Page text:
Trump's tax plan: This provision could slam Americans in high-tax states

By Personal FinanceFOXBusiness

Tax reform targets state and local deductions: SALT explained

With tax reform front and center, President Trump and the GOP aim to get rid of state and local tax deductions, or SALT, when filing federal returns. While some advocates say eliminating SALT could generate at least $1.3 trillion in revenue over a decade for the federal government, could this create a red-blue state divide and a sticking point to passing tax reform?

President Donald Trump and Republican lawmakers released details of their long-awaited tax reform overhaul on Wednesday, but while they say it is aimed at helping the middle class, some say average Americans will be dealt a financial blow by eliminating state and local tax deductions (SALT).

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“The impact of eliminating SALT will not only be felt at the kitchen table, it will be felt in our states and local communities. This plan threatens necessary infrastructure investments and vital state and local public services, including education and public safety, that benefit all Americans,” Americans Against Double Taxation said in a statement.

SALT allows individuals to deduct state and local taxes on their federal returns. State and local taxes have been deductible since 1913.

Eliminating the popular deductions could increase federal revenue by $1.3 trillion over the next decade, according to the Tax Policy Center. However, as a result, about 24% of taxpayers nationwide would see an increase in taxes, the Tax Policy Center said. Those increases would be outsized for residents in high-tax states such as New York and California, where resident taxpayers would pay more than 30% of the tax increase from trashing the deduction. Additionally, individuals with incomes in excess of $100,000 would have the largest tax increase in both dollars and as a percentage of income – paying 90% of the increase associated with eliminating SALT.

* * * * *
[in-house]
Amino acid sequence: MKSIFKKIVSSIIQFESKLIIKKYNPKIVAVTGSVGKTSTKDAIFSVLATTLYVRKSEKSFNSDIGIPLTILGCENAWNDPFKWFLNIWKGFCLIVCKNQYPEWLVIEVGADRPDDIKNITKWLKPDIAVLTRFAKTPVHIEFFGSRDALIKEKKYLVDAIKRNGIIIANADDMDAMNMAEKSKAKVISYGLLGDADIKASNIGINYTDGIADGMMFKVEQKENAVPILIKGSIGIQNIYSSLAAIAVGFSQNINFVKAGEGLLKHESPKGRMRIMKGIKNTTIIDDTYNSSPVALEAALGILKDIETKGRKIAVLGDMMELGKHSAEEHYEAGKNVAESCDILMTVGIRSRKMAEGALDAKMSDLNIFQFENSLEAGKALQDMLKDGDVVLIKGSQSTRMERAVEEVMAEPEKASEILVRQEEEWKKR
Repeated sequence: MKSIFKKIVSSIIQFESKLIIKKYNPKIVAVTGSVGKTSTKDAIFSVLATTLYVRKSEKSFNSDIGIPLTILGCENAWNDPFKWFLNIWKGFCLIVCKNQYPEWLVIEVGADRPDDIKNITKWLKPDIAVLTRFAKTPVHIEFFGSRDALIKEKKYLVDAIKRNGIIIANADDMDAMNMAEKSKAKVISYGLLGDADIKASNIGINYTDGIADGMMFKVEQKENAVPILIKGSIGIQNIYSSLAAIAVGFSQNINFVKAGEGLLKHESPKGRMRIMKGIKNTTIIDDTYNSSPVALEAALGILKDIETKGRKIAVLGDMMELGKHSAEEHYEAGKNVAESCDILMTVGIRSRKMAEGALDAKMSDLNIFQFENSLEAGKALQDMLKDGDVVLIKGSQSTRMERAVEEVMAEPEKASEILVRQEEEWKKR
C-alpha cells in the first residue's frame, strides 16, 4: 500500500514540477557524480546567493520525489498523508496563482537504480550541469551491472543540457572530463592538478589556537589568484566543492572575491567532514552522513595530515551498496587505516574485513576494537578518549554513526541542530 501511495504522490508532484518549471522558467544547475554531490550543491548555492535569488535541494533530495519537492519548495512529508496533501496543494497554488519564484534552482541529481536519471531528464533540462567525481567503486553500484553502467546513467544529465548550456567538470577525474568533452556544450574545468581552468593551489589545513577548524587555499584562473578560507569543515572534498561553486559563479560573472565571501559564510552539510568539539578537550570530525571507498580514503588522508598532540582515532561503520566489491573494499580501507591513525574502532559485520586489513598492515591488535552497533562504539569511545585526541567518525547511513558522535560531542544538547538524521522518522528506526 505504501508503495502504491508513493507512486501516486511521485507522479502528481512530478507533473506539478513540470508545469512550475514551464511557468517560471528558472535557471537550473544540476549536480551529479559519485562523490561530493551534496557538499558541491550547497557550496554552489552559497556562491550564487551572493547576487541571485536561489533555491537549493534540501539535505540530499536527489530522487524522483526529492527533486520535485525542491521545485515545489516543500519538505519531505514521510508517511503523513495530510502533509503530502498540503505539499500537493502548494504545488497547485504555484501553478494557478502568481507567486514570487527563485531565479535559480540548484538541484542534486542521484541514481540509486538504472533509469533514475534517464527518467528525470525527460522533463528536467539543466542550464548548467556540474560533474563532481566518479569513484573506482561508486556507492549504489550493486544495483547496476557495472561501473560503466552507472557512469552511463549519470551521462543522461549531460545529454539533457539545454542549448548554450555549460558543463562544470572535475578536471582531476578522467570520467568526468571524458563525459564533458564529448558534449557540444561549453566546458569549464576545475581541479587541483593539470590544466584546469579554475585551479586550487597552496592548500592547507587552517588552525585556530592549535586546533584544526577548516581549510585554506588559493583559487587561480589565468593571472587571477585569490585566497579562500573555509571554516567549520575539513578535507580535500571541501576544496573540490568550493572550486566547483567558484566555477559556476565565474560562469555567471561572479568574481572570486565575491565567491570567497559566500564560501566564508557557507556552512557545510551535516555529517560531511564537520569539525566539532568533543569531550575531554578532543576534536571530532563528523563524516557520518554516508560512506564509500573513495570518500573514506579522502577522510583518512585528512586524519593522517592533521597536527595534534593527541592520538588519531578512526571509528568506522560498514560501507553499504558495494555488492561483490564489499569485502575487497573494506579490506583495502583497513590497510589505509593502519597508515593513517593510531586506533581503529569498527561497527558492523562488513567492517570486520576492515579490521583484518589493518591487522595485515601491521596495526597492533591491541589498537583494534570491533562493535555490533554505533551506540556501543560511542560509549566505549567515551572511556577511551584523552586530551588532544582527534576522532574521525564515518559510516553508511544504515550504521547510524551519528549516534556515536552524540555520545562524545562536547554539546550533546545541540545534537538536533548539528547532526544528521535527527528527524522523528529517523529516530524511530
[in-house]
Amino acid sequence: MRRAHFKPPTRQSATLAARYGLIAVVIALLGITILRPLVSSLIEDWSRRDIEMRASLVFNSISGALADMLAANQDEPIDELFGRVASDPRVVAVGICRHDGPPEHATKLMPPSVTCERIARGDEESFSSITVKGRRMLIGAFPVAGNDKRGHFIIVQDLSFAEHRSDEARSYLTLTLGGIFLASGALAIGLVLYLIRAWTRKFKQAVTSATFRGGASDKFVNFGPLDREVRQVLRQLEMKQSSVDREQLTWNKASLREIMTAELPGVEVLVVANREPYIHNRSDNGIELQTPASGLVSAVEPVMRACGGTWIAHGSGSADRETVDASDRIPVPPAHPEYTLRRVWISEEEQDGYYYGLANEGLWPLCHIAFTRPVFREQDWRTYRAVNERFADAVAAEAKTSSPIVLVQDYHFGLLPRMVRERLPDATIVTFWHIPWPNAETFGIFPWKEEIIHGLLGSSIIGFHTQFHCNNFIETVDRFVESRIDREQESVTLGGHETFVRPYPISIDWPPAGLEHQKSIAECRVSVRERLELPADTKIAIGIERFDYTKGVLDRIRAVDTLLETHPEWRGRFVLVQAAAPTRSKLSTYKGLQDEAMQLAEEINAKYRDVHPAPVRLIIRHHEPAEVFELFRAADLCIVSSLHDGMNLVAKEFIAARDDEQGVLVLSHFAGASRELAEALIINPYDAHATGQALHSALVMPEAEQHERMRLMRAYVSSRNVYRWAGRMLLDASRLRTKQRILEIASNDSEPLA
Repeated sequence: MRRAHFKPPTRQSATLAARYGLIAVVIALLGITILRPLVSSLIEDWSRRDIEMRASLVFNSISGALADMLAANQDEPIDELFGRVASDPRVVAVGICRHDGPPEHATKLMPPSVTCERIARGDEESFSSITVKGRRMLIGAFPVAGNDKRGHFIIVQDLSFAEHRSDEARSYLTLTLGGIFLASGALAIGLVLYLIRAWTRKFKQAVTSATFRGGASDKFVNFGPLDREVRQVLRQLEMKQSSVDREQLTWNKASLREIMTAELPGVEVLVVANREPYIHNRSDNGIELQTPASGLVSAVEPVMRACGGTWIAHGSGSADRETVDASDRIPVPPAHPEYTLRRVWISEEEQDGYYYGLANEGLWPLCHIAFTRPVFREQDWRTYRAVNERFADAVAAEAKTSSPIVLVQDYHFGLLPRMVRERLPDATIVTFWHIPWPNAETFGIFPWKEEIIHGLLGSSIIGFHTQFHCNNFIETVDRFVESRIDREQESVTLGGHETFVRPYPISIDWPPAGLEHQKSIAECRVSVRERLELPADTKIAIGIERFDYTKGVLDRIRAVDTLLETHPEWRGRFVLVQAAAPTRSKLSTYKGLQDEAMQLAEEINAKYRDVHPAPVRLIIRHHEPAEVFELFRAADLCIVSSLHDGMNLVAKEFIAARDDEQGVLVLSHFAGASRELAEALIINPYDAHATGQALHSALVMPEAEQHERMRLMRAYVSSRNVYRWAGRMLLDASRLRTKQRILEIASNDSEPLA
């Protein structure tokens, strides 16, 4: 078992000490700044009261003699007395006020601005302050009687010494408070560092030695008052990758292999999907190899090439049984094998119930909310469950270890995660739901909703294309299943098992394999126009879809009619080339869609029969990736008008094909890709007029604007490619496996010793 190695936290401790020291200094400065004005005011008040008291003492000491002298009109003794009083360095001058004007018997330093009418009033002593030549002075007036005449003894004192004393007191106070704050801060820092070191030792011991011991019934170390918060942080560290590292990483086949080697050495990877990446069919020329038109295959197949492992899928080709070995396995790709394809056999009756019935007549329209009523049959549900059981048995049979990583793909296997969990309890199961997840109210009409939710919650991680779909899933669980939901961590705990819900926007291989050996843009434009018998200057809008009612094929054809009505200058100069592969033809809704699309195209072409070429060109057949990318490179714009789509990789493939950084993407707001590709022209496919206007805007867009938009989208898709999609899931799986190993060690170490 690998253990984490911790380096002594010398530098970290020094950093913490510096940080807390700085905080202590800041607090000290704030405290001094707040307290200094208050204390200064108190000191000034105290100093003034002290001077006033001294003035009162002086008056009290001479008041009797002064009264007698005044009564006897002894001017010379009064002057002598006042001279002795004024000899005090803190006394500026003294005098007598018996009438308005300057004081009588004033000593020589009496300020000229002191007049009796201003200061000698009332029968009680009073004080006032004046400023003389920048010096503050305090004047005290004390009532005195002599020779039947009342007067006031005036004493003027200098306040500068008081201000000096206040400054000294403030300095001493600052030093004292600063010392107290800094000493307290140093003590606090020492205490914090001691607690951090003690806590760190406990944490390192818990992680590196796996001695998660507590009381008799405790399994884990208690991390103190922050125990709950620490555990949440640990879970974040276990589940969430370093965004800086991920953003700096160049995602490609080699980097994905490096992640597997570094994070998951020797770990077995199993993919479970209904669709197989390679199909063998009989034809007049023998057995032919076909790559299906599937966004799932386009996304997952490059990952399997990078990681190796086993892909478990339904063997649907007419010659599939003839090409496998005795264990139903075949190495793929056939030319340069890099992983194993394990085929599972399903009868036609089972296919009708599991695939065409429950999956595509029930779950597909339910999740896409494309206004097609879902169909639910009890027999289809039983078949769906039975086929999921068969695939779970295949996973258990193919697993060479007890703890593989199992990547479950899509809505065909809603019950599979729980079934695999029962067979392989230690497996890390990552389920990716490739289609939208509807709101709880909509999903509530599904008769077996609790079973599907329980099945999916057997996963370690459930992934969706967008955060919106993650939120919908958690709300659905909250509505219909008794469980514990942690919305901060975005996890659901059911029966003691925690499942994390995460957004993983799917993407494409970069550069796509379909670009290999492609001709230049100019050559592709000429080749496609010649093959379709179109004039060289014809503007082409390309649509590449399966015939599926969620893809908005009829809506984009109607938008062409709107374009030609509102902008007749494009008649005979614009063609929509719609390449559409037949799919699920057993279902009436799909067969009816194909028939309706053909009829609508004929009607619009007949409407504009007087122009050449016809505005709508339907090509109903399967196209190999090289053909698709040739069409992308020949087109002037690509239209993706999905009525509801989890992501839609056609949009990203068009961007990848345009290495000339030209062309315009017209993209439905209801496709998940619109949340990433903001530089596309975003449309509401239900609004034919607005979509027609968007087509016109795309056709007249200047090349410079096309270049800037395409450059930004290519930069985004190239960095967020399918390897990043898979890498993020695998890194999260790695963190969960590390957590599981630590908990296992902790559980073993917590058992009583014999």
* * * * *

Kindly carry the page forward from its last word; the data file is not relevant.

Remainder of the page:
Rep. Peter King (R-N.Y.) said on Twitter Wednesday that any tax reform package approved must not tax individuals in his state twice.

Gov. Andrew Cuomo (D-N.Y.), agreed, calling it “a bad deal for New York,” saying it would cost 3 million New Yorkers more than $17 billion.

Even U.S. Treasury Secretary Steven Mnuchin, who has lived in both New York and California, admitted on FOX Business on Thursday that it would be “a very bad thing” for him. However, he said it’s time to even the playing field among different states.

“I think we should get the federal government out of the business of subsidizing states. The federal government has no business subsidizing states from a tax standpoint,” Mnuchin told FOX Business’ Maria Bartiromo of Mornings with Maria.

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Rep. Chris Collins (R-N.Y.) said, taking into account the entirety of the tax proposal, what taxpayers fork over to the government will ultimately even out.

"I bet you 98% of the people in my district are going to take the standard deduction," Collins said, according to Business Insider. "So they’re not going to lose anything."

President Donald Trump has insisted his plan is aimed at boosting the financial position of the working class, saying in a speech on Wednesday in Indiana it was time to begin “a middle-class miracle.”

On Wednesday, a senior administration official said U.S. workers will benefit largely from the corporate tax rate increase, which will raise equity prices and lead to fuller pension plans. They will also receive an individual tax cut, with the three set brackets at 12%, 25% and 35%. The plan will also nearly double the standard deduction.

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